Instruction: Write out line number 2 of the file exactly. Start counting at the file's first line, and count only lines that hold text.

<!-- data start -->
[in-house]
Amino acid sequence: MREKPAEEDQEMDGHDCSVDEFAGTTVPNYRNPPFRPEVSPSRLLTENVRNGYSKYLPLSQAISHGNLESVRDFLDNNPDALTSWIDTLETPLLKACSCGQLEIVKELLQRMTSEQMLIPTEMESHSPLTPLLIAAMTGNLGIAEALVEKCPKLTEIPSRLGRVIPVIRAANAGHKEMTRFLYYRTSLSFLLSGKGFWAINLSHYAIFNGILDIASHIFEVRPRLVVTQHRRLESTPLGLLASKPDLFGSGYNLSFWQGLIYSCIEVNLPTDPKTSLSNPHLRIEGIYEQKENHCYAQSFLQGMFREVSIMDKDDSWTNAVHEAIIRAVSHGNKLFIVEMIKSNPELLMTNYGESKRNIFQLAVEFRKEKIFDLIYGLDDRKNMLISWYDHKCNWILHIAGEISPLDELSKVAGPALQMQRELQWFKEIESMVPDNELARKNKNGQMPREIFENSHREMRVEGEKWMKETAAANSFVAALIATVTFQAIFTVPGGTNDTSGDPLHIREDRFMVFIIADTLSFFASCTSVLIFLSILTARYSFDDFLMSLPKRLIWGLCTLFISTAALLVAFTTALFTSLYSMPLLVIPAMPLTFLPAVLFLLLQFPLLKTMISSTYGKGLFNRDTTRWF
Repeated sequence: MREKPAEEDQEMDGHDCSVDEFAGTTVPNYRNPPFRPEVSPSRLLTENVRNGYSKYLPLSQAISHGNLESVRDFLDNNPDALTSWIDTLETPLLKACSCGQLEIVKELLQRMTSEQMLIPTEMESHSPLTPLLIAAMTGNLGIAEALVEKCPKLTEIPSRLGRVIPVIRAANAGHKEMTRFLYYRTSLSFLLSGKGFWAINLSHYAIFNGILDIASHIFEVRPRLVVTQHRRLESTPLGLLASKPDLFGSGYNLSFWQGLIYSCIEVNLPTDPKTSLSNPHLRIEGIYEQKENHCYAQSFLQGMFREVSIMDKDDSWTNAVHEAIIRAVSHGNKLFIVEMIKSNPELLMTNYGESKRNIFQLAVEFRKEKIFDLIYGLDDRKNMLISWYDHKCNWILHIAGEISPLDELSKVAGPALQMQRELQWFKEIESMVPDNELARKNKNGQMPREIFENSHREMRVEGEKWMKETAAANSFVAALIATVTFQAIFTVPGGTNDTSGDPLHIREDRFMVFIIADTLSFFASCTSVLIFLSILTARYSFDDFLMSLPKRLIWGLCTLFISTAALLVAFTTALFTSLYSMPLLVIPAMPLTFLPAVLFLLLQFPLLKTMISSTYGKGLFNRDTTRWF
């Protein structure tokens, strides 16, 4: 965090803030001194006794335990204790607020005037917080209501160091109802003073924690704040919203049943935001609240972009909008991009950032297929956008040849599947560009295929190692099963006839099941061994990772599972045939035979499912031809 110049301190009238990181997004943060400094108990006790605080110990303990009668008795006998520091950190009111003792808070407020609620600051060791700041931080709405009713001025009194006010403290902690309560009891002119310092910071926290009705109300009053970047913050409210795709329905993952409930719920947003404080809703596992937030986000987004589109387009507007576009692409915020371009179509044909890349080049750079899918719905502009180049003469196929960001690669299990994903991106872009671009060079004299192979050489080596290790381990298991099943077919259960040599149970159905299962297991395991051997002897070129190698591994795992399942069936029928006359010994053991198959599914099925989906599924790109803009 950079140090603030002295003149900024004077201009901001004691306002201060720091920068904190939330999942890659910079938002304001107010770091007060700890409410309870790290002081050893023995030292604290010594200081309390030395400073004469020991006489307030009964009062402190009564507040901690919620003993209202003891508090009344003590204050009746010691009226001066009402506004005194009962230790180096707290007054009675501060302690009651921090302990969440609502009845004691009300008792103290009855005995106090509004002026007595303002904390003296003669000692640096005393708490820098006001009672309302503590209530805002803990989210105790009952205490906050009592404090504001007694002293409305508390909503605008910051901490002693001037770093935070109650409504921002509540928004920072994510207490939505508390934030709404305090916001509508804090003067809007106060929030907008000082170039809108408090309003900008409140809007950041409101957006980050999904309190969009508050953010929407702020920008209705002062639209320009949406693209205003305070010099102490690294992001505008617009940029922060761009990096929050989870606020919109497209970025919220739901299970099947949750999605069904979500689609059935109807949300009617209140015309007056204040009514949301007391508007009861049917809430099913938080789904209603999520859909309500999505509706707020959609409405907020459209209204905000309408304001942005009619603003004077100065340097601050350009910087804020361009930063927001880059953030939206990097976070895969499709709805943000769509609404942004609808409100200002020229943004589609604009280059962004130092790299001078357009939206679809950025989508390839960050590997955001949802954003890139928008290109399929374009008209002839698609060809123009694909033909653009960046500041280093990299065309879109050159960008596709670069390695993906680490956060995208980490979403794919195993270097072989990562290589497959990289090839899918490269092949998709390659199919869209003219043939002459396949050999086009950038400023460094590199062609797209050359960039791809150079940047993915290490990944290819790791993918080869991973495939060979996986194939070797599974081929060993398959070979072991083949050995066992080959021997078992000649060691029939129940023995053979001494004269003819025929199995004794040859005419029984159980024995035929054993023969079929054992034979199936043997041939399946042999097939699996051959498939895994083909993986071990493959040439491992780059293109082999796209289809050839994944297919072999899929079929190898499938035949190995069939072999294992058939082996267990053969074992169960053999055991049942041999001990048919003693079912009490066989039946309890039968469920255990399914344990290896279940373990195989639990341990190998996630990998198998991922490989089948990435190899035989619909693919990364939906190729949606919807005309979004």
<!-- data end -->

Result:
Amino acid sequence: MREKPAEEDQEMDGHDCSVDEFAGTTVPNYRNPPFRPEVSPSRLLTENVRNGYSKYLPLSQAISHGNLESVRDFLDNNPDALTSWIDTLETPLLKACSCGQLEIVKELLQRMTSEQMLIPTEMESHSPLTPLLIAAMTGNLGIAEALVEKCPKLTEIPSRLGRVIPVIRAANAGHKEMTRFLYYRTSLSFLLSGKGFWAINLSHYAIFNGILDIASHIFEVRPRLVVTQHRRLESTPLGLLASKPDLFGSGYNLSFWQGLIYSCIEVNLPTDPKTSLSNPHLRIEGIYEQKENHCYAQSFLQGMFREVSIMDKDDSWTNAVHEAIIRAVSHGNKLFIVEMIKSNPELLMTNYGESKRNIFQLAVEFRKEKIFDLIYGLDDRKNMLISWYDHKCNWILHIAGEISPLDELSKVAGPALQMQRELQWFKEIESMVPDNELARKNKNGQMPREIFENSHREMRVEGEKWMKETAAANSFVAALIATVTFQAIFTVPGGTNDTSGDPLHIREDRFMVFIIADTLSFFASCTSVLIFLSILTARYSFDDFLMSLPKRLIWGLCTLFISTAALLVAFTTALFTSLYSMPLLVIPAMPLTFLPAVLFLLLQFPLLKTMISSTYGKGLFNRDTTRWF